Originally posted May 15, 2010.
As you’ve probably guessed, conflict without combat is one of my favorite story elements to play with (probably in part because creating characters whose primary skills are in combat, and fight scenes in general, just don’t appeal to me. It’s hard for me to visualize them without going a little too over-the-top epic.)
I thought of the article because of some backstory work I’ve been doing. As noted earlier, I took a short break from my game to try to fix it, with one of my friends running something else in my stead. Which meant chargen, which meant more backstorying. And as always, I was playing one of my squishies, and needed something conflicty for her to have done. To say that it wasn’t working at first was a massive understatement, though it didn’t help that I found it hard to get inspiration for this one to begin with. (Unlike most of the people I know, I need to either not know a world at all or know it to the point of fine detail.) Finally—and actually inspired in part by a book I was reading—I ended up winding together a rather large magical item, a location I’d gotten some ideas for earlier (and the well-meaning but at the time rather frustrating attempts my fellows made to help that sort of turned into them practically writing it for me), and the one signature spell I could think of for the character, and ended up threading it through deliberately running the verbal version of a shapeshifter’s battle to a tie. (it makes a lot more sense in context.)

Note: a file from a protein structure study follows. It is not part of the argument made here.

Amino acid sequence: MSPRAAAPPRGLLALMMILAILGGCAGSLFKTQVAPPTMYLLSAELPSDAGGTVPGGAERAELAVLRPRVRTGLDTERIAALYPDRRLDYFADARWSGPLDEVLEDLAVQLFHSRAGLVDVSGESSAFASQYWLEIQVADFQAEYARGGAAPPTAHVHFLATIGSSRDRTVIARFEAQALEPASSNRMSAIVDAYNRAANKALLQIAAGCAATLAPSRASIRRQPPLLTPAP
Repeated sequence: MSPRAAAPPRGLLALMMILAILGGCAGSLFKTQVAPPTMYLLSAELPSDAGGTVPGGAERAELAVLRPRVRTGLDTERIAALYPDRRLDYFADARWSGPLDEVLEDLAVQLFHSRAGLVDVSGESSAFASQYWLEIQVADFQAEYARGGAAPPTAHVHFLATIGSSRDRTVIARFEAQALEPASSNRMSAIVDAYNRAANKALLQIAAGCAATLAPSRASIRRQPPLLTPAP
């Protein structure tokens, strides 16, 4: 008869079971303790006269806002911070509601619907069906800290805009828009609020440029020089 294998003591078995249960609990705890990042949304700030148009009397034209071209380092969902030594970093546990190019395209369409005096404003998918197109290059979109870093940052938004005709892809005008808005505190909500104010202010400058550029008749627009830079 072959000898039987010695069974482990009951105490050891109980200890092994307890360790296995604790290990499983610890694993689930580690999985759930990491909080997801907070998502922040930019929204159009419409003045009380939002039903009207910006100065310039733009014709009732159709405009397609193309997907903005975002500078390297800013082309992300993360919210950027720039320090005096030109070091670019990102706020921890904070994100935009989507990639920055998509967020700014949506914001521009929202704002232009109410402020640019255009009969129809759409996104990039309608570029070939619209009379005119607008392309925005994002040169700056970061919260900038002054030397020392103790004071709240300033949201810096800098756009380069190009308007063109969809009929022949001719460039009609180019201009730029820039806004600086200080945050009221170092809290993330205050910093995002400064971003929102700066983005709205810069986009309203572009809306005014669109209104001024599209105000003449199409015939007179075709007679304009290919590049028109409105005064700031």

The thing I really love, though, is variations on matching wits, usually through dirty politics and proxies. Not only are my favorite antagonists to create all the kinds of social manipulators who (in one case successfully, in the other case I’m hoping for success) work so well even their opponents start to like them, one of my favorite PCs to play is practically addicted to dirty politics and social maneuvering. (Unfortunately, we haven’t gotten her kind of plotline in a while. Pity, that.) The more complex the opponent’s plan is, the more interested I am. If we’re trying to turn each other’s friends against each other, so much the better. And if half the fun is the conflict itself, and baiting each other in the process, I’m ecstatic. But it doesn’t need to be limited to that. Someday I want to play a game in which the only advantage I have over my foe is that my information gathering capabilities are superior, and see how that turns out. It would be fun.
Riddling shows up a lot in my game, but not as the kind of conflict described here. Instead, I have Lysha. It isn’t trying to be enigmatic; that just sort of happens, as part of its nature. In fact, every now and then it tries very hard not to be enigmatic, and ends up tying itself into knots instead. But at the same time, it creates a difficulty; can anyone understand a word the little guy is saying?
One game I played in narrowly missed having a huge scene based around a court trial (interestingly averted by the character whom we’d tried to arrange it for in the first place). I think that would’ve been a blast; the stakes were high enough that we’d all be going at maximum skill, it’d showcase his specialties, and it had most if not all of the advantages of a good fight without that annoying risk of immediate death.
Either way, I like my conflicts bloodless—they’re so much more fun that way!